Bongiorno, and prego!
In my 48th year here on earth (which actually makes me 47, no doubt coming as a bit of a surprise to some people), the dream of visiting Europe was finally realized. Two cities have always been at the top of my list, and the first destination on this trip with my family was one of them: Rome. Paris will have to wait.
For two glorious weeks, there was an endless stream of places, objects, and human remains that were many hundreds, or in some cases thousands, of years old. This is not the case in America. The palpable sense of awe within each of us will stay with me for what I can only hope will be the rest of my days. As one who believes that travel is always worth it, no matter the cost or inconvenience or locale, seeing places such as these has instilled a sense of completeness within me that I didn't see coming. Let me explain...
Life is change, and change is life. When one finds a soulmate, the feeling that an irrevocable change has taken place is very real. That alteration, however, continues. The change keeps changing. It's the same with the birth of your child, or in our case, children. Yes, everything changes in that moment, but the changes keep on coming for the rest of their, and our, lives. In the ancient places that we experienced, some more ancient than others, there was an inescapable separation of "then" vs. "now," with the process of change somehow absent in the things themselves. The artifacts are still there (allowing for some decay and erosion) just as they have been for centuries.
The ruins, or objets d'art, or often still-beautiful and fully functional structures such as they were, had very obviously been created by people who are no longer here, and in that sense, they are creations that are frozen in time. They do not change. The Arch of Constantine remains largely, if not completely, as it was when it was created 1,702 years ago in the year 315. When I stood a short distance away, aware of the perfect late afternoon/early evening rays of sunlight that fell upon it, the only thing to do was to contemplate the countless others throughout the ages who had done the very same thing. Their clothing may have been different, as would the backdrop of other structures and surfaces, but the thing was the same, as were the people. Those people could have been us, but for being born in a different time, and we them. Our souls were created for eternity, while our experience in that physical space and moment in time is so fleeting as to seem almost non-existent. Somehow though, the memory persists forever.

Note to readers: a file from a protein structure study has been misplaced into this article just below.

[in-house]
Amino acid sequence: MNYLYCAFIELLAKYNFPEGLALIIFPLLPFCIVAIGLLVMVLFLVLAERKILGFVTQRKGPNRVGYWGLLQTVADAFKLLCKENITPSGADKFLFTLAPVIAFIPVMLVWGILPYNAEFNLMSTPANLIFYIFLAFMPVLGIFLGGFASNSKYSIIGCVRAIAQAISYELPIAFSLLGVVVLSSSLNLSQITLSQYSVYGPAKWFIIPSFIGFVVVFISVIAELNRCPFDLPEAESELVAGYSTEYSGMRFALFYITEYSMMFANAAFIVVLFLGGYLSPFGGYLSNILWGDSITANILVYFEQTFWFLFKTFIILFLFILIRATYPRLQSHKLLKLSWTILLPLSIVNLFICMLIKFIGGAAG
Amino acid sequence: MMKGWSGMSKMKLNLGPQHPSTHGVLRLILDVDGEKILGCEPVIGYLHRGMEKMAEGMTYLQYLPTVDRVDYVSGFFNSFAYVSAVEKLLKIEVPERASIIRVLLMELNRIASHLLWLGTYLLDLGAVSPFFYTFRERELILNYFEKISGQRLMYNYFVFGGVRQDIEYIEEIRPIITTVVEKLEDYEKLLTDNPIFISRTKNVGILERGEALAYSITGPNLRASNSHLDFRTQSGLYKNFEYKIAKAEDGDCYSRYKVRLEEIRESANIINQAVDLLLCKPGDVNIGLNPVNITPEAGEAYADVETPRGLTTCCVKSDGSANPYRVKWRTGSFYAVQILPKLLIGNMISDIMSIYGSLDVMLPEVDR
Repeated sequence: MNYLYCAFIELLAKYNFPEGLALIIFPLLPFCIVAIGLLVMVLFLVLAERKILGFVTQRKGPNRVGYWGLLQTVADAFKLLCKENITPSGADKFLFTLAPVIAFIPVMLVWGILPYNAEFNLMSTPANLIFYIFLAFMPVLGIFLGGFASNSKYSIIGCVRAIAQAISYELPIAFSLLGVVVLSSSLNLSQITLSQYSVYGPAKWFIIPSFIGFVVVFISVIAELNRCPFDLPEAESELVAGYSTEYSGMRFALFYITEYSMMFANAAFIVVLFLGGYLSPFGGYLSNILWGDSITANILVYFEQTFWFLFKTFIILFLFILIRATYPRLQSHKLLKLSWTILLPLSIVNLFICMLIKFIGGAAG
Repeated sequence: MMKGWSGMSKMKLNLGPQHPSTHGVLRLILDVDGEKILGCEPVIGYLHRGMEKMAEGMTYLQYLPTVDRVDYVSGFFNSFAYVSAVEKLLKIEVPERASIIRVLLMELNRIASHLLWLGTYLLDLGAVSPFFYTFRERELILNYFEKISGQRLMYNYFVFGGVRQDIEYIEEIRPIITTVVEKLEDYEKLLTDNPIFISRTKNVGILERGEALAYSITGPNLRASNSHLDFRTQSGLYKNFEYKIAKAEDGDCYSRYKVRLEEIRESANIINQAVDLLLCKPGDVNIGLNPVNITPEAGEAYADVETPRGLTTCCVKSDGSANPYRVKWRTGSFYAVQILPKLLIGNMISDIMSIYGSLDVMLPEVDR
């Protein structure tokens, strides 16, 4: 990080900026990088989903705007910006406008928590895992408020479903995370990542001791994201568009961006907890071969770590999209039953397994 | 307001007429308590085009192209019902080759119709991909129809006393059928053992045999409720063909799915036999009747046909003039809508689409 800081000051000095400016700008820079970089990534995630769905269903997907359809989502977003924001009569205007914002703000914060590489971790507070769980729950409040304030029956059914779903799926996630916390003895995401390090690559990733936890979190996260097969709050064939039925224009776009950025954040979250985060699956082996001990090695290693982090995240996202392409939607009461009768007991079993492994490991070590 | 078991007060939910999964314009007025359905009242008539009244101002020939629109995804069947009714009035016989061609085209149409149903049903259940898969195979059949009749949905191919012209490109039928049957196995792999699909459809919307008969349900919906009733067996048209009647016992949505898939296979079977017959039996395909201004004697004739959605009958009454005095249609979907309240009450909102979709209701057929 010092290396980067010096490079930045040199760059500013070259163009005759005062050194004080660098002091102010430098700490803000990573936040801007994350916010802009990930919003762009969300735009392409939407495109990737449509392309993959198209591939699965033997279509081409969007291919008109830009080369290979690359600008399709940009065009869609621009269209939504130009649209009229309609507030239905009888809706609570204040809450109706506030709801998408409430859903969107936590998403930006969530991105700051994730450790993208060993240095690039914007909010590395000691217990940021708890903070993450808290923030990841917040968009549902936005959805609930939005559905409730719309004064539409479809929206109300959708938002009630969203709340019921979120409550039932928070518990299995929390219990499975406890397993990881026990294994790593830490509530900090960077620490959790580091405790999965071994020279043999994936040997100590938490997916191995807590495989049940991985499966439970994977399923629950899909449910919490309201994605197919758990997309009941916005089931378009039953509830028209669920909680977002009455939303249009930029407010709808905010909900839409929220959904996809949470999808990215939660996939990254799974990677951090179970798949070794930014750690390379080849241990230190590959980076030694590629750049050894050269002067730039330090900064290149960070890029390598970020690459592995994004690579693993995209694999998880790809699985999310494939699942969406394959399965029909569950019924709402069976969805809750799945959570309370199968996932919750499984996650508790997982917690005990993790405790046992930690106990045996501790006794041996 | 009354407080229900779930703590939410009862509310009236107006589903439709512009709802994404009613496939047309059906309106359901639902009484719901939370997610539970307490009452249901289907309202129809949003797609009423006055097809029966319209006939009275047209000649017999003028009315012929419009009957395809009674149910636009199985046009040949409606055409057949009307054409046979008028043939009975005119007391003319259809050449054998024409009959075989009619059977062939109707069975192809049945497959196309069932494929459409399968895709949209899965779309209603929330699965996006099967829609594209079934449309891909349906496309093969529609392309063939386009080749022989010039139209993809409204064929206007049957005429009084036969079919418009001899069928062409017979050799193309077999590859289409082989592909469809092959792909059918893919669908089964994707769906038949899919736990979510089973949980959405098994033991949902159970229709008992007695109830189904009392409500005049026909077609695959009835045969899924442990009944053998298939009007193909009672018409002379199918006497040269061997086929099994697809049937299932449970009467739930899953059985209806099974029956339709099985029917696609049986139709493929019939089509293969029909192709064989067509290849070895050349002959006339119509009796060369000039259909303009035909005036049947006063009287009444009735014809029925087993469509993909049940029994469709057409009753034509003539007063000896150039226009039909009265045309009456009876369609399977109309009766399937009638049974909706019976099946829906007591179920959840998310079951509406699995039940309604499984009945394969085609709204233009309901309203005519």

This rumination has a point. Other people may be about to embark on similar journeys, if not tomorrow or next week, then maybe some years down the road, so in the hopes of providing some useful information to you and them, the plan for the coming days is to post something about each town we visited. I'll share details about the trip itself, what worked and what didn't, touching on our mostly positive but not perfect first experience with airbnb, traveling through Italy, France, and Spain on planes, trains, and automobiles (including rental cars and buses), phone usage for navigation and social media while relying on the cheap and awesome Google Project Fi wherever we were, the things we did and did not do...ok, I can start to see why so many people do travel blogs.